A gunman who was caught with a loaded handgun by members of the Armed Response Unit had previously pointed a loaded shotgun at gardai and held a taxi driver at gunpoint during an attempted getaway following an armed robbery.
Trevor Byrne (40), of Cappagh Road, Finglas, Dublin 11 faces a minimum of five years in prison having pleaded guilty at the three-judge Special Criminal Court to possession of a loaded 9mm Luger-caliber Radom 35 firearm at a house in Woodford Grove, Clondalkin, Dublin 22 on November 15, 2019.
Byrne went on trial at the Central Criminal Court last month but six days into the trial he decided to plead guilty to possession of the handgun and the plea was accepted by the State.
Two charges of possession of ammunition and another of possession of cash that he was reckless towards, or knew to be, the proceeds of crime, will be taken into account by the judges when they pass sentence on December 21 next.
At a sentencing hearing this morning, Detective Superintendent Derek Maguire told prosecuting counsel John Byrne SC that Trevor Byrne has 40 previous convictions. The most relevant occurred in April 2005 when he was convicted of various offences including possession of a loaded double-barrel shotgun, unlawful seizure of vehicles and robbery of an off-licence.
The superintendent said Byrne had robbed an off-licence in Santry and was pursued by gardai. When garda cars managed to block him in he pointed a gun at gardai and got into an unmarked garda car in a bid to escape. He also held a gun to a taxi-driver's head during the pursuit but was eventually stopped and arrested by gardai. He received sentences ranging from two to eight years for those offences and was released in November 2009.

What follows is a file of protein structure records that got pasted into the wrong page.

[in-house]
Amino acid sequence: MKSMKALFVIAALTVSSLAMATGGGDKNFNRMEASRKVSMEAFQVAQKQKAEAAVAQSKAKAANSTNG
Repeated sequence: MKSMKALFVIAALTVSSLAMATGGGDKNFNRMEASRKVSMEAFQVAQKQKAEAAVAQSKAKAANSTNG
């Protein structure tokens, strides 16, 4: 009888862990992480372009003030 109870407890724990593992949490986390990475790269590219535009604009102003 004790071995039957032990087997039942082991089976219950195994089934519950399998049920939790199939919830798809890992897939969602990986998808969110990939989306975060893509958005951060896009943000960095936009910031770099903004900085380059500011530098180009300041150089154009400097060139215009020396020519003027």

In relation to the offence currently before the court, the superintendent said gardai received information on November 15, 2019 that Byrne had a firearm at a house in Clondalkin. Having obtained a warrant, members of the Armed Response Unit forced entry to the house and found Byrne and another man sitting on a couch in a cabin to the rear of the property.
Byrne did not cooperate or comply with directions when gardai ordered him to get on the ground and he did not answer questions when arrested, detained and interviewed at Clondalkin Garda Station.
Gardai who searched the house discovered the handgun underneath the couch where Byrne had been sitting. His DNA was subsequently matched to DNA found on the gun and to DNA found on a balaclava and gloves that were on the couch. His fingerprint was also present on a shoebox which contained two further rounds of ammunition that were designed for use in the same handgun. The handgun contained five rounds plus one in the barrel that was ready to be fired. Ballistics experts said the gun and ammunition were in good condition and the gun had been recently cleaned. There is, the superintendent said, no lawful means in Ireland to obtain or possess the handgun and ammunition that were seized.
When Byrne's pockets were checked they contained e3,050 which gardai say is the proceeds of crime and should be forfeit to the State.
During Byrne's first five interviews he did not respond to questions and during his sixth interview gardai used special provisions under the Criminal Justice Act that allow a court to draw inferences from an accused person's failure to answer certain questions. When questions were put to him he still did not respond, the superintendent said.
John Byrne SC for the State said the minimum sentence for the offence is five years imprisonment and the maximum is 14 years. He said the DPP considers the offence in the middle range and therefore the headline sentence should be set at seven to ten years.
Byrne's defence lawyer Conor Devally SC will outline mitigating factors to the court on December 21 ahead of sentencing. Mr Justice Tony Hunt, presiding, with Judge Sarah Berkeley and Judge Michael Walsh, said he doubted whether "it would be possible to dispute" the headline sentence suggested by the DPP.